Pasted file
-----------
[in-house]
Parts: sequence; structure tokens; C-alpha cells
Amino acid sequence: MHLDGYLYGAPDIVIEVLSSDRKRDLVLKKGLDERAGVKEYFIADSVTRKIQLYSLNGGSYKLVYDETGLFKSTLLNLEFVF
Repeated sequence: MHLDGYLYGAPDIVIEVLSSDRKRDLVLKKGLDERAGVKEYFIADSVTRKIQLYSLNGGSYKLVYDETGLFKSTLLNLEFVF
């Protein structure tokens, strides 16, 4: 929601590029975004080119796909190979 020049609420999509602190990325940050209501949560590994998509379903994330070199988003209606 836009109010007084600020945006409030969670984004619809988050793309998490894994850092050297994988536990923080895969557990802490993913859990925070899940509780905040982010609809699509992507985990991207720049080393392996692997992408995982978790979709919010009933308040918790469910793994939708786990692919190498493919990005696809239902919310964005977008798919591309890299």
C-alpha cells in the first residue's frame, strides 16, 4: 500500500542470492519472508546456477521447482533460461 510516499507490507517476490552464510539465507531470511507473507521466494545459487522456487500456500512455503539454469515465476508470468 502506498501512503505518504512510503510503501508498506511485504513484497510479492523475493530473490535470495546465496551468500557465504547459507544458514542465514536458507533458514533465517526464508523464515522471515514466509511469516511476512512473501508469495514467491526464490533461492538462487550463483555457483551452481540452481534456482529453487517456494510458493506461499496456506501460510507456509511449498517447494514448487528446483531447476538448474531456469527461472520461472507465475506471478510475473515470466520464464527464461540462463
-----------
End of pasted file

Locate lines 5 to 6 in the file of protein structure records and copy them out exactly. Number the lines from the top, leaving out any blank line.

């Protein structure tokens, strides 16, 4: 929601590029975004080119796909190979 020049609420999509602190990325940050209501949560590994998509379903994330070199988003209606 836009109010007084600020945006409030969670984004619809988050793309998490894994850092050297994988536990923080895969557990802490993913859990925070899940509780905040982010609809699509992507985990991207720049080393392996692997992408995982978790979709919010009933308040918790469910793994939708786990692919190498493919990005696809239902919310964005977008798919591309890299």
C-alpha cells in the first residue's frame, strides 16, 4: 500500500542470492519472508546456477521447482533460461 510516499507490507517476490552464510539465507531470511507473507521466494545459487522456487500456500512455503539454469515465476508470468 502506498501512503505518504512510503510503501508498506511485504513484497510479492523475493530473490535470495546465496551468500557465504547459507544458514542465514536458507533458514533465517526464508523464515522471515514466509511469516511476512512473501508469495514467491526464490533461492538462487550463483555457483551452481540452481534456482529453487517456494510458493506461499496456506501460510507456509511449498517447494514448487528446483531447476538448474531456469527461472520461472507465475506471478510475473515470466520464464527464461540462463